Paul R. D. Lawrie examines how Progressive–era management experts, social scientists, and administrators in private and public agencies drew conclusions about race and the fitness of African Americans for certain kinds of work. These pioneers in the fields of actuarial science, statistics, eugenics, sociology, anthropometry, anthropology, and intelligence testing conducted hundreds of experiments and studies producing “a wealth of social scientific racial knowledge” (10), which they drew upon to conclude that black workers and soldiers were a diseased, dirty, unskilled, hypersexualized, and disabled people. Ultimately, Lawrie draws our attention to how the authority of their ideas about race informed decision makers across the bureaucracies of the modern industrial nation-state.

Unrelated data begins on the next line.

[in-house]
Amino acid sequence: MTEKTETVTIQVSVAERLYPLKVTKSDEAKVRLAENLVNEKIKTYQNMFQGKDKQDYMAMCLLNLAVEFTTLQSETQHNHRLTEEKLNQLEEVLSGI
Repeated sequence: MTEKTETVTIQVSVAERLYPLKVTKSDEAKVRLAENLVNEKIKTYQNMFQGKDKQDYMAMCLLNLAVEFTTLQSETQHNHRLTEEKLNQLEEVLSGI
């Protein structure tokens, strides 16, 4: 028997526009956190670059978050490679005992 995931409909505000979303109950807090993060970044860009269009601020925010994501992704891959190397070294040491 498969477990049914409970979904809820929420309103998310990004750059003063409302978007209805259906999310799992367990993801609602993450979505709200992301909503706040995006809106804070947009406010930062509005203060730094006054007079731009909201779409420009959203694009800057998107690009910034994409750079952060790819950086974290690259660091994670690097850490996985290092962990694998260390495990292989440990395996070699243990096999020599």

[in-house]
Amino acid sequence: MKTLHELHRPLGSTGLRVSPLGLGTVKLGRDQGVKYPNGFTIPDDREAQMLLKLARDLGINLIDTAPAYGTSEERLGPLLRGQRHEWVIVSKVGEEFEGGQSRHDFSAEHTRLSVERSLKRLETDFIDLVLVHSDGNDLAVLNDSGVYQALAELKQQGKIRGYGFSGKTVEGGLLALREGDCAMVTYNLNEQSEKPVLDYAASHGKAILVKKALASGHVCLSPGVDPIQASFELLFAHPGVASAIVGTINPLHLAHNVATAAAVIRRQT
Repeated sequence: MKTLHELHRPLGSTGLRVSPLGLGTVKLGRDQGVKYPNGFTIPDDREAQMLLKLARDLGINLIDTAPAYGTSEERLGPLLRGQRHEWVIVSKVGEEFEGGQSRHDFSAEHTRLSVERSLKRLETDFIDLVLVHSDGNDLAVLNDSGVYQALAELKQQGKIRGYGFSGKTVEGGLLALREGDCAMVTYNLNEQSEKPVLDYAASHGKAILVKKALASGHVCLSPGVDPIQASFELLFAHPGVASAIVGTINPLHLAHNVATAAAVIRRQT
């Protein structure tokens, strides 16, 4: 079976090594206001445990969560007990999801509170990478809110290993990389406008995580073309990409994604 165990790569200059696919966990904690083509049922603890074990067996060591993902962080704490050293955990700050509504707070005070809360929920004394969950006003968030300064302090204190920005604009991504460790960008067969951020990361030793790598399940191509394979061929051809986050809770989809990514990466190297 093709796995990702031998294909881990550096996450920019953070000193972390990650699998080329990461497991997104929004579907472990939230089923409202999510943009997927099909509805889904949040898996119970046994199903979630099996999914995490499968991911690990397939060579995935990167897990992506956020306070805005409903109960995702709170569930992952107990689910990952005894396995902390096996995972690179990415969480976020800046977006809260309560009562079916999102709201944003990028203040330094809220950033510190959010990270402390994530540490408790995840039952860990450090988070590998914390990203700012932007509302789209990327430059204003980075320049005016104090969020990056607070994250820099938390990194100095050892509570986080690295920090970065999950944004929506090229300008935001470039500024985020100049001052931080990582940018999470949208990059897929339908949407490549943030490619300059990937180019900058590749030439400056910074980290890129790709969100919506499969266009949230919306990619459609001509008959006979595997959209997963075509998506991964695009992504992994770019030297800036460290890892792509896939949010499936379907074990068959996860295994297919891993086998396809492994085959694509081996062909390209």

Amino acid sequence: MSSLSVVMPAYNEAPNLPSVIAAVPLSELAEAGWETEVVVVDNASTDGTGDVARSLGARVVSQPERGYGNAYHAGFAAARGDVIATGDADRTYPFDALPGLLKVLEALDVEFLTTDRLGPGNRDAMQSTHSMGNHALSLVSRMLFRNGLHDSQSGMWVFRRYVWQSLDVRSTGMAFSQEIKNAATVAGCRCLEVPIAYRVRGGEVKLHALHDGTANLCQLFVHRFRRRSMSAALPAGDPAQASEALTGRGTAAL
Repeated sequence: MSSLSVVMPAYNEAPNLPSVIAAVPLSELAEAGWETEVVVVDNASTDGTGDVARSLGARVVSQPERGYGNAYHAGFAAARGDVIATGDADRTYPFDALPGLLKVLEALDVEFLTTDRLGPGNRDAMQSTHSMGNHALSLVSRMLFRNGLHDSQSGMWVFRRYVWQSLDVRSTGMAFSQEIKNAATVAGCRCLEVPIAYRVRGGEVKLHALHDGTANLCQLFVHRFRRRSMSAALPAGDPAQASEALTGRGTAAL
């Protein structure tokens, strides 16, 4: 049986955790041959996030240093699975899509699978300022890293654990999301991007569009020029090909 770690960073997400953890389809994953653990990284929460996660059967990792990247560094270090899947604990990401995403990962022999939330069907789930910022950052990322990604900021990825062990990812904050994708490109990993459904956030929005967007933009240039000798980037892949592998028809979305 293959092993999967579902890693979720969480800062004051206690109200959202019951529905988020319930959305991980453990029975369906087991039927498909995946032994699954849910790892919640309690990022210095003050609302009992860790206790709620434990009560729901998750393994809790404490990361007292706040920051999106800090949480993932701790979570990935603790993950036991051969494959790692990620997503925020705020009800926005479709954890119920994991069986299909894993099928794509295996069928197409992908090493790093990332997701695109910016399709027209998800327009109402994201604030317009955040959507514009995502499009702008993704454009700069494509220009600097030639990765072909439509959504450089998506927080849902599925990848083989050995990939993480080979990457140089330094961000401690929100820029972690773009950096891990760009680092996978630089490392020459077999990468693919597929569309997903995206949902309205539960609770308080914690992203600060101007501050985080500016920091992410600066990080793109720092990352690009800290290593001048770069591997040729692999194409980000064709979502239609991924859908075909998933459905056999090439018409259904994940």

Much of the book introduces readers to the architects of these ideas and the institutions for which they worked. Frederick L. Hoffman, an actuary and statistician at Prudential Life Insurance Company, published...

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